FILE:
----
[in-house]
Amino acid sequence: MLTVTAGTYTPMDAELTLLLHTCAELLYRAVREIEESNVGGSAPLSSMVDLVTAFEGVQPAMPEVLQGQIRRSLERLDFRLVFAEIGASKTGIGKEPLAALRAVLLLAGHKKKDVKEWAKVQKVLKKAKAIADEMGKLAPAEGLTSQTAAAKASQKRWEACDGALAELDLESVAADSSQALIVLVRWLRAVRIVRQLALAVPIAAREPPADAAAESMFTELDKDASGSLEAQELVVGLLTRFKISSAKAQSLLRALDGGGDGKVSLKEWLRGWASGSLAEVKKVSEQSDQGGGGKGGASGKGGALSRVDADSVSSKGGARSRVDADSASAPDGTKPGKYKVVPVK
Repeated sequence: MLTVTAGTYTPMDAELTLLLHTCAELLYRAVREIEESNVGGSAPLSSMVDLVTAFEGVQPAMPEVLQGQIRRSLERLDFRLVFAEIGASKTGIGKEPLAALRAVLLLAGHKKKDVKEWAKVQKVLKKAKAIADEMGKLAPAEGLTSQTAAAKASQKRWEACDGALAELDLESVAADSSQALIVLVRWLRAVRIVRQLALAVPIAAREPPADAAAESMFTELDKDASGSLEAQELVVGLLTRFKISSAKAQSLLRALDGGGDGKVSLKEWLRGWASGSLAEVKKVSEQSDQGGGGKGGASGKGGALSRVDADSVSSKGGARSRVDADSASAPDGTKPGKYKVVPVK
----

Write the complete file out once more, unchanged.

[in-house]
Amino acid sequence: MLTVTAGTYTPMDAELTLLLHTCAELLYRAVREIEESNVGGSAPLSSMVDLVTAFEGVQPAMPEVLQGQIRRSLERLDFRLVFAEIGASKTGIGKEPLAALRAVLLLAGHKKKDVKEWAKVQKVLKKAKAIADEMGKLAPAEGLTSQTAAAKASQKRWEACDGALAELDLESVAADSSQALIVLVRWLRAVRIVRQLALAVPIAAREPPADAAAESMFTELDKDASGSLEAQELVVGLLTRFKISSAKAQSLLRALDGGGDGKVSLKEWLRGWASGSLAEVKKVSEQSDQGGGGKGGASGKGGALSRVDADSVSSKGGARSRVDADSASAPDGTKPGKYKVVPVK
Repeated sequence: MLTVTAGTYTPMDAELTLLLHTCAELLYRAVREIEESNVGGSAPLSSMVDLVTAFEGVQPAMPEVLQGQIRRSLERLDFRLVFAEIGASKTGIGKEPLAALRAVLLLAGHKKKDVKEWAKVQKVLKKAKAIADEMGKLAPAEGLTSQTAAAKASQKRWEACDGALAELDLESVAADSSQALIVLVRWLRAVRIVRQLALAVPIAAREPPADAAAESMFTELDKDASGSLEAQELVVGLLTRFKISSAKAQSLLRALDGGGDGKVSLKEWLRGWASGSLAEVKKVSEQSDQGGGGKGGASGKGGALSRVDADSVSSKGGARSRVDADSASAPDGTKPGKYKVVPVK